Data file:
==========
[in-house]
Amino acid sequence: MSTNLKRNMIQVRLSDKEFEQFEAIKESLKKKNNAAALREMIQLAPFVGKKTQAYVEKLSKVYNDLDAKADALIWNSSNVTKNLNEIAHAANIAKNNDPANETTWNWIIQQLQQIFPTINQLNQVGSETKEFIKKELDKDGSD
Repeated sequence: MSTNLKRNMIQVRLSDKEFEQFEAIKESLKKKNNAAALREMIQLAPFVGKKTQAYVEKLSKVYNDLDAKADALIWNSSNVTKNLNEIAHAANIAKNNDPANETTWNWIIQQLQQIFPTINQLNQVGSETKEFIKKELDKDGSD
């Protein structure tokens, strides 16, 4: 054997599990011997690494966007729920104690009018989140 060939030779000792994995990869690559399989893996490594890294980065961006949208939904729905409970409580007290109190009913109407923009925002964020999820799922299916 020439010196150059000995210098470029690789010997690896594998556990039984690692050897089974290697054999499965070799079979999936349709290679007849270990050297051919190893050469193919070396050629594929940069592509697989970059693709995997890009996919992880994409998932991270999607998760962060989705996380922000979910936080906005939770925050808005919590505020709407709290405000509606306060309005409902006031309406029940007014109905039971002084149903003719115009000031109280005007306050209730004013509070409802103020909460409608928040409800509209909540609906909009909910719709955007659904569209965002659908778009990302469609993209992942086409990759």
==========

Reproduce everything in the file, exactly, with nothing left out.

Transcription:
[in-house]
Amino acid sequence: MSTNLKRNMIQVRLSDKEFEQFEAIKESLKKKNNAAALREMIQLAPFVGKKTQAYVEKLSKVYNDLDAKADALIWNSSNVTKNLNEIAHAANIAKNNDPANETTWNWIIQQLQQIFPTINQLNQVGSETKEFIKKELDKDGSD
Repeated sequence: MSTNLKRNMIQVRLSDKEFEQFEAIKESLKKKNNAAALREMIQLAPFVGKKTQAYVEKLSKVYNDLDAKADALIWNSSNVTKNLNEIAHAANIAKNNDPANETTWNWIIQQLQQIFPTINQLNQVGSETKEFIKKELDKDGSD
């Protein structure tokens, strides 16, 4: 054997599990011997690494966007729920104690009018989140 060939030779000792994995990869690559399989893996490594890294980065961006949208939904729905409970409580007290109190009913109407923009925002964020999820799922299916 020439010196150059000995210098470029690789010997690896594998556990039984690692050897089974290697054999499965070799079979999936349709290679007849270990050297051919190893050469193919070396050629594929940069592509697989970059693709995997890009996919992880994409998932991270999607998760962060989705996380922000979910936080906005939770925050808005919590505020709407709290405000509606306060309005409902006031309406029940007014109905039971002084149903003719115009000031109280005007306050209730004013509070409802103020909460409608928040409800509209909540609906909009909910719709955007659904569209965002659908778009990302469609993209992942086409990759």